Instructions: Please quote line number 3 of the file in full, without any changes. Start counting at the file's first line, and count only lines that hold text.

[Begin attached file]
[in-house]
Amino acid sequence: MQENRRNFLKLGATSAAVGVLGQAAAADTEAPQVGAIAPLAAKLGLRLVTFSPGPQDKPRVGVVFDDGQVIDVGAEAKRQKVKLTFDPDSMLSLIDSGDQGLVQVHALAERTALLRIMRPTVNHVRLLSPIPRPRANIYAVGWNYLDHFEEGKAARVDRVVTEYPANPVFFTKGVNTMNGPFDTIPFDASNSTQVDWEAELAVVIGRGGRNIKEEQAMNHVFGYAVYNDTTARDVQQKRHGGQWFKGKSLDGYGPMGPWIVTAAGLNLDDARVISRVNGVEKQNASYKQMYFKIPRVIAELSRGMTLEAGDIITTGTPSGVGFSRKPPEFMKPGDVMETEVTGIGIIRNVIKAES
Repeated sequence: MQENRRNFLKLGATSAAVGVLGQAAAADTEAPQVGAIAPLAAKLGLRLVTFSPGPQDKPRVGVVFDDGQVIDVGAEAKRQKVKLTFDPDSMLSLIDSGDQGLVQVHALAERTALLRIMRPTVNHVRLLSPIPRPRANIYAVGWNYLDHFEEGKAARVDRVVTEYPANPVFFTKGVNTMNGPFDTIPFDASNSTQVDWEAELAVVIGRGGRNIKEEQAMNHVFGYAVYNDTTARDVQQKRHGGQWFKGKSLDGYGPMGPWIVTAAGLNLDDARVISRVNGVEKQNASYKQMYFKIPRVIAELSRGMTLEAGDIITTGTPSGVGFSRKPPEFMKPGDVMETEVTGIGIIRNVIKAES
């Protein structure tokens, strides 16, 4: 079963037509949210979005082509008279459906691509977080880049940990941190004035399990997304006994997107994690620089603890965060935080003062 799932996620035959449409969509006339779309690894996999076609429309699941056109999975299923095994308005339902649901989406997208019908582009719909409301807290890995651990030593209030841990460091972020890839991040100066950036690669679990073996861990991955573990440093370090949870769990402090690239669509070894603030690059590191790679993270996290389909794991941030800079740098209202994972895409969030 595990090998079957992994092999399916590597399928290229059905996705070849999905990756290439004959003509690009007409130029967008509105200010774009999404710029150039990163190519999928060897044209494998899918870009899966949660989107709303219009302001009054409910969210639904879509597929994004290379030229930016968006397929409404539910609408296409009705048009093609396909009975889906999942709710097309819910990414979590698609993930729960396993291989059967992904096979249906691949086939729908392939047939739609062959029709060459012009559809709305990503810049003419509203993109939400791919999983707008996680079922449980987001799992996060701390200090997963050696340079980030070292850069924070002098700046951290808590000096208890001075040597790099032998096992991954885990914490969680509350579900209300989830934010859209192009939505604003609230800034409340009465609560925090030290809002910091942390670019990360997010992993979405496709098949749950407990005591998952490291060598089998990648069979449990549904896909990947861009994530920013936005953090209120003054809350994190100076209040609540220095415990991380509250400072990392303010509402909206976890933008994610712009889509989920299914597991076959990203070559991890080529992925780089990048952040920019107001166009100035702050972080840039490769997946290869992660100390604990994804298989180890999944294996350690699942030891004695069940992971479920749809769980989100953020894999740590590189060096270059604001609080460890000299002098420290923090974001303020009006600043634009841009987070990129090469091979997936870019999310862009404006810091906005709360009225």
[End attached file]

Repeated sequence: MQENRRNFLKLGATSAAVGVLGQAAAADTEAPQVGAIAPLAAKLGLRLVTFSPGPQDKPRVGVVFDDGQVIDVGAEAKRQKVKLTFDPDSMLSLIDSGDQGLVQVHALAERTALLRIMRPTVNHVRLLSPIPRPRANIYAVGWNYLDHFEEGKAARVDRVVTEYPANPVFFTKGVNTMNGPFDTIPFDASNSTQVDWEAELAVVIGRGGRNIKEEQAMNHVFGYAVYNDTTARDVQQKRHGGQWFKGKSLDGYGPMGPWIVTAAGLNLDDARVISRVNGVEKQNASYKQMYFKIPRVIAELSRGMTLEAGDIITTGTPSGVGFSRKPPEFMKPGDVMETEVTGIGIIRNVIKAES